Musicology commonly classifies scales as either hemitonic or anhemitonic. Hemitonic scales contain one or more semitones, while anhemitonic scales do not contain semitones. For example, in traditional Japanese music, the anhemitonic yo scale is contrasted with the hemitonic in scale. The simplest and most commonly used scale in the world is the atritonic anhemitonic "major" pentatonic scale. The whole tone scale is also anhemitonic. A special subclass of the hemitonic scales is the cohemitonic scales. Cohemitonic scales contain two or more semitones making them hemitonic such that two or more of the semitones appear consecutively in scale order. For example, the Hungarian minor scale in C includes F ♯, G, and A ♭ in that order, with a semitone between F ♯ and G, and then a semitone between G and A ♭. Ancohemitonic scales, in contrast, either contain no semitones and thus are anhemitonic, or contain semitones being hemitonic where none of the semitones appear consecutively in scale order. Some authors, however, do not include anhemitonic scales in their definition of ancohemitonic scales. Examples of ancohemitonic scales are numerous, as ancohemitonia is favored over cohemitonia in the worlds musics: diatonic scale, melodic major/melodic minor, Hungarian major scale, harmonic major scale, harmonic minor scale, and the so-called octatonic scale. Hemitonia is also quantified by the number of semitones present. Unhemitonic scales have only one semitone; dihemitonic scales have 2 semitones; trihemitonic scales have 3 semitones, etc. In the same way that an anhemitonic scale is less dissonant than a hemitonic scale, an anhemitonic scale is less dissonant than a dihemitonic scale. The qualification of cohemitonia versus ancohemitonia combines with the cardinality of semitones, giving terms like: dicohemitonic, triancohemitonic, and so forth. An ancohemitonic scale is less dissonant than a cohemitonic scale, the count of their semitones being equal. In general, the number of semitones is more important to the perception of dissonance than the adjacency or lack thereof of any pair of them. Additional adjacency between semitones once adjacency is present does not necessarily increase the dissonance, the count of semitones again being equal. Related to these semitone classifications are tritonic and atritonic scales. Tritonic scales contain one or more tritones, while atritonic scales do not contain tritones. A special monotonic relationship exists between semitones and tritones as scales are built by projection, q.v. below. The harmonic relationship of all these categories comes from the perception that semitones and tritones are the severest of dissonances, and that avoiding them is often desirable. The most-used scales across the planet are anhemitonic. Of the remaining hemitonic scales, the ones most used are ancohemitonic.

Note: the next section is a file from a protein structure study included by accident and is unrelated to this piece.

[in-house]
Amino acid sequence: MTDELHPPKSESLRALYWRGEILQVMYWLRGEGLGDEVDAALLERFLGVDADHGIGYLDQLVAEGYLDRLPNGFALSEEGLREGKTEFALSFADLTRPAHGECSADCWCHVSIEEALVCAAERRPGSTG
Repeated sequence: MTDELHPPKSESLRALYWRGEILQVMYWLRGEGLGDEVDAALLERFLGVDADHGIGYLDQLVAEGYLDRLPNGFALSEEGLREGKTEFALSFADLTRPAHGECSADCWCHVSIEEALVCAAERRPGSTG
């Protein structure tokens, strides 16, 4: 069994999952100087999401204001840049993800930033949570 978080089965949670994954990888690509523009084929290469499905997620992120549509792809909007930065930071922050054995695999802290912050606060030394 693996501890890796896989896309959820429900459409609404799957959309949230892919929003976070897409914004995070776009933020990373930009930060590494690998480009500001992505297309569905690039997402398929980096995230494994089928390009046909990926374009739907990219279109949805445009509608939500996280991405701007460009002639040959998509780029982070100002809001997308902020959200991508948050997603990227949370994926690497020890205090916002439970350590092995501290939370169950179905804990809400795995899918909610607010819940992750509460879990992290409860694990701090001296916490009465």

Art music

Art music is music considered to be of high aesthetic value. It typically implies advanced structural and theoretical considerations or a written musical tradition. In this context, the terms "serious" or "cultivated" are frequently used to present a contrast with ordinary, everyday music.

                                               

The Berkeley Treatise

The Berkeley Treatise is an anonymous 14th Century compilation of musicological writings. The treatise is in five sections: concerning fundamentals and mode, discant, mensuration, musica speculativa and tuning. The third section on mensuration is a version of the Libellus cantus mensurabilis by Johannes de Muris, dated to 1375.

                                               

Bibliography of Music Literature

The Bibliography of Music Literature, also known as BMS or BMS online, is an international bibliography of literature on music. It considers all kind of music and includes both current and older literature. Since 1968, the BMS editorial staff has been working as the German committee for RILM, too. The bibliography includes monographs, master’s theses and doctoral dissertations, articles and reviews from journals, Festschriften, conference proceedings, yearbooks, anthologies, and essays from critical reports. It contains printed media as well as online resources, data media, sound recordings, audiovisual media, and microforms. Each record provides the title in the original language, full bibliographic data, a keyword index, and mostly an abstract. Currently, BMS online has more than 315.000 records of literature on music. It is supplemented by the OLC-SSG Musicology, which incorporates the contents of some more 150 music journals from 1993 onward. BMS online participates actively on ViFaMusik, the central gateway for music and musicology in Germany.